Australian watchdog warns Google may be misusing its market power in $9.1bn online ad market – The Guardian

The Australian government looks set to open another front in its fight against Google, with the Australian competition watchdog warning the company could potentially be misusing its market power in the $9.1bn online display advertising market.

As part of its long-running digital platforms inquiry, the Australian Competition and Consumer Commission launched an inquiry in March into the complex world of online ads, and issues with the markets where those ads are bought and sold.

Ads displayed on websites are most commonly determined through an automated auction system that figures out which advertisement to present based on the information held about who is visiting that site, as well as the price sold to present the ad.

The interim report from the ACCC, to be released by the treasurer, Josh Frydenberg, on Thursday, has found Google is the dominant provider across all aspects of the online ad market examined by the inquiry.

“While there are a large number of ad tech providers across the supply chain, Google is by far the largest provider of each of the four key services considered,” the report states, according to a selection briefed by the treasurer’s office to media outlets prior to its release.

The report found in the display advertising market, which made up 37% of the $9.1bn online ad spend in 2019-2020, Google accounted for between 50% and 100% of the four markets examined, where advertisers buy ads, run ad campaigns, and publishers sell ad space.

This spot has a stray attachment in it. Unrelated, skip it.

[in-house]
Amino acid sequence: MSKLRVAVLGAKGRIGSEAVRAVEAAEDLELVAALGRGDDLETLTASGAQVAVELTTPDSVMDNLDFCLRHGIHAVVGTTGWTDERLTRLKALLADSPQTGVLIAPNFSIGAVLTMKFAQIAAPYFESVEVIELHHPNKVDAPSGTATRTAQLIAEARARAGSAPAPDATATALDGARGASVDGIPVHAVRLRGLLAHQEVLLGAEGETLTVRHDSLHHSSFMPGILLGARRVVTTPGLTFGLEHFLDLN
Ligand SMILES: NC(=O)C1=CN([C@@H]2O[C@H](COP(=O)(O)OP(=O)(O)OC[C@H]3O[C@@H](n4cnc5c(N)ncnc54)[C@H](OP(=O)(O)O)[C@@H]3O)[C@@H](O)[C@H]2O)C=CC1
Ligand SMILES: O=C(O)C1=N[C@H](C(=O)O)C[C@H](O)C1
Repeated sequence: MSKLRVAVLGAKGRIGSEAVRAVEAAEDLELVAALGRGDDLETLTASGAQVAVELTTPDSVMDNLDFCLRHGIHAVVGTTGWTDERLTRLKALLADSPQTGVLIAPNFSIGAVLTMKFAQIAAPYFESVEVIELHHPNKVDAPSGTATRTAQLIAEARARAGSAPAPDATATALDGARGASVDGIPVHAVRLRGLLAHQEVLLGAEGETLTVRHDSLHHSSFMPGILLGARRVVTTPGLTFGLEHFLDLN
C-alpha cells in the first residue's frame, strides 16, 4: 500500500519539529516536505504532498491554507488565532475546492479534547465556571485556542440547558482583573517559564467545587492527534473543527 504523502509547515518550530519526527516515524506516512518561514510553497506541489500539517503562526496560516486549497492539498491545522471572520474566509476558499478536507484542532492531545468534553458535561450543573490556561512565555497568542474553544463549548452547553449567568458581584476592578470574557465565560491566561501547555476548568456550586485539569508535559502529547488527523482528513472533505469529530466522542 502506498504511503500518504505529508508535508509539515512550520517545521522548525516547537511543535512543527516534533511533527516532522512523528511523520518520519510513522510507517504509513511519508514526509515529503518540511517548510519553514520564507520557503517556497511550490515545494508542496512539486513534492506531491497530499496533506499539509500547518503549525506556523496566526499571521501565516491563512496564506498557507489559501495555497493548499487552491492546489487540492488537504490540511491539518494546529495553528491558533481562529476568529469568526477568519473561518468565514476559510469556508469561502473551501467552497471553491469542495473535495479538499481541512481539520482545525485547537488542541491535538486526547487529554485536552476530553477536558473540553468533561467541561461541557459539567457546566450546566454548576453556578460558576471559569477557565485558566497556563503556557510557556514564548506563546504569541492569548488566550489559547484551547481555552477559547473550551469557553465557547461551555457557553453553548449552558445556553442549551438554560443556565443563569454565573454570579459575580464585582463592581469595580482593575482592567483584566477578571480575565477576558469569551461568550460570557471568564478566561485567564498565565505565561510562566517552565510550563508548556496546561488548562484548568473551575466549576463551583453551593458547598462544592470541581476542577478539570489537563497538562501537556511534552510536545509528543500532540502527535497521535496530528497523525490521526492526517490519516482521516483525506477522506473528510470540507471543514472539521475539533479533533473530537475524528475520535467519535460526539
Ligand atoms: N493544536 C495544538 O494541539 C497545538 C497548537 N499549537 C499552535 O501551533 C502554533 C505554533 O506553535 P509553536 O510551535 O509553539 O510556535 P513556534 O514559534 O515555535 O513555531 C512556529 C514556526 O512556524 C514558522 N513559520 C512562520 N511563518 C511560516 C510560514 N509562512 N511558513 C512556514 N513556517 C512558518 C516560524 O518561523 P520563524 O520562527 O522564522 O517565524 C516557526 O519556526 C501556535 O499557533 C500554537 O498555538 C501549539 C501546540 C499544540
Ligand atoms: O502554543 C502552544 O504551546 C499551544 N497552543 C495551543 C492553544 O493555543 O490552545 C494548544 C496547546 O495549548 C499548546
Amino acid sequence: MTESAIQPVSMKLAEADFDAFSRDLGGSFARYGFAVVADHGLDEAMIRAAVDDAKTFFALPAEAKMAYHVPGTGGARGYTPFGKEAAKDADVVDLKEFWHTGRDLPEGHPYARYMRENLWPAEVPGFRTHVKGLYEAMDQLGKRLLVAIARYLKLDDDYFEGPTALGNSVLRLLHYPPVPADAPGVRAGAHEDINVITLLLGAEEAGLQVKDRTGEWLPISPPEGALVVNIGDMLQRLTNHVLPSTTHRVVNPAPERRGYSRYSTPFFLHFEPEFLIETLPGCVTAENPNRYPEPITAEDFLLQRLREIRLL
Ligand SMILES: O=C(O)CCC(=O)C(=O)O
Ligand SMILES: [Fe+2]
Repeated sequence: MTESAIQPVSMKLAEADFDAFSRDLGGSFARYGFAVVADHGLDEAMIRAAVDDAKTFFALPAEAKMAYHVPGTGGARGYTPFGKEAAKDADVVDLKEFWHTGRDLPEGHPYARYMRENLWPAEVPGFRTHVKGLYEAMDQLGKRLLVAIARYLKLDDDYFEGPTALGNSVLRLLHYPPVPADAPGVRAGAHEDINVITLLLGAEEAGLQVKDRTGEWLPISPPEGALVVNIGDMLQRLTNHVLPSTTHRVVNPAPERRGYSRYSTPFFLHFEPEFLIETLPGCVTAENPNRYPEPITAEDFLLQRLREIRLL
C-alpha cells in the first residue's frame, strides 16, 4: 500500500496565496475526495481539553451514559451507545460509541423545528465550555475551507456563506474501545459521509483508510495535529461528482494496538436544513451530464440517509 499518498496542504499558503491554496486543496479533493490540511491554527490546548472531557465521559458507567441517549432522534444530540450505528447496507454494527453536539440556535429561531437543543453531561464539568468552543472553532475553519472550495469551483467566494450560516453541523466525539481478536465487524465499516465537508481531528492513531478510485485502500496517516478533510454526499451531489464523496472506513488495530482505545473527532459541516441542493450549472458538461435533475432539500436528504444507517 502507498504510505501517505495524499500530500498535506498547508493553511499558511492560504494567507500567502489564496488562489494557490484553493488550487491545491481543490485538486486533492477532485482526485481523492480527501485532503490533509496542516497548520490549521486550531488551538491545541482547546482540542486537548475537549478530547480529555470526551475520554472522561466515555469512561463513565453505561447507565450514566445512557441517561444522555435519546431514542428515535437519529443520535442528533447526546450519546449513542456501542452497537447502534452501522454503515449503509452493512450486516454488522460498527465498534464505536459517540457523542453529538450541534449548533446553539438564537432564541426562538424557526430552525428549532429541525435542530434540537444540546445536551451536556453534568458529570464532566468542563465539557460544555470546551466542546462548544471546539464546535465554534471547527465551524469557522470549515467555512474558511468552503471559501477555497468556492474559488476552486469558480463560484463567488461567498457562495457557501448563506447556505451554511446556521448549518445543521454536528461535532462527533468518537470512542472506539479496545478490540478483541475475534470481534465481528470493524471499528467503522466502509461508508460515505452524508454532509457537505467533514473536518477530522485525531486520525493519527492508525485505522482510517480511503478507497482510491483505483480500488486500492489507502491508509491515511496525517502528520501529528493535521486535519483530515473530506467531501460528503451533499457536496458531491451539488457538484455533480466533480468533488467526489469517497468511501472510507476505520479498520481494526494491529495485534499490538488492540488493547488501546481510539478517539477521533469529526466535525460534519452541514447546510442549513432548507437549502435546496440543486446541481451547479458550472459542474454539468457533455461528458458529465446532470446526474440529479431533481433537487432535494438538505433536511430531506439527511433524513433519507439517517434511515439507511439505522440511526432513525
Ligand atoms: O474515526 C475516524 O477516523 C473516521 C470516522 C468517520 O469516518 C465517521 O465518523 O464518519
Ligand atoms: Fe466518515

The ACCC warned Google’s position within various parts of the supply chain, and a lack of transparency over the supply chain, meant Google is “likely to have the ability and incentive to favour its own related business interests (self-preferencing).”

The report found that fees for ad services were quite high, making up 28% of advertiser expenditure on display ad impressions in Australia in 2019.

If Google was found to be self-preferencing, it could be a misuse of market power under Australian competition law, the ACCC said in the report, but it had not yet reached a view on that.

The regulator said it would continue to examine this issue before delivering the final report to the government in August. It has sought feedback on proposals to strengthen rules around conflicts of interest and self-preferencing. The ACCC has also proposed more transparency around the supply chain from advertiser to seller, as well as a proposal to make it easier for users of the ad tech systems to move data between operators.

Frydenberg said in a statement the government noted the competition concerns and the “continued dominance of tech giants”.

“Digital platforms have fundamentally changed the way that media content is produced, distributed and consumed,” he said.

“To that end, we need to ensure our regulatory frameworks keep pace with the changes being driven by digital platforms.”

It is the latest front in the government’s battle with tech companies Google and Facebook, as the two companies last week threatened to withdraw search and news services in Australia if a code is brought in to force the digital platforms to negotiate with news media companies over payment for content.

Facebook was not included in any of the ad tech report briefed to media before its release. In the company’s submission to the inquiry last year, it sought to downplay its position in the ad tech sector as “limited”.

“We are not vertically integrated: we do not provide publisher ad servers, we do not run publisher-side auctions and we do not independently offer market-wide analytics,” Facebook said.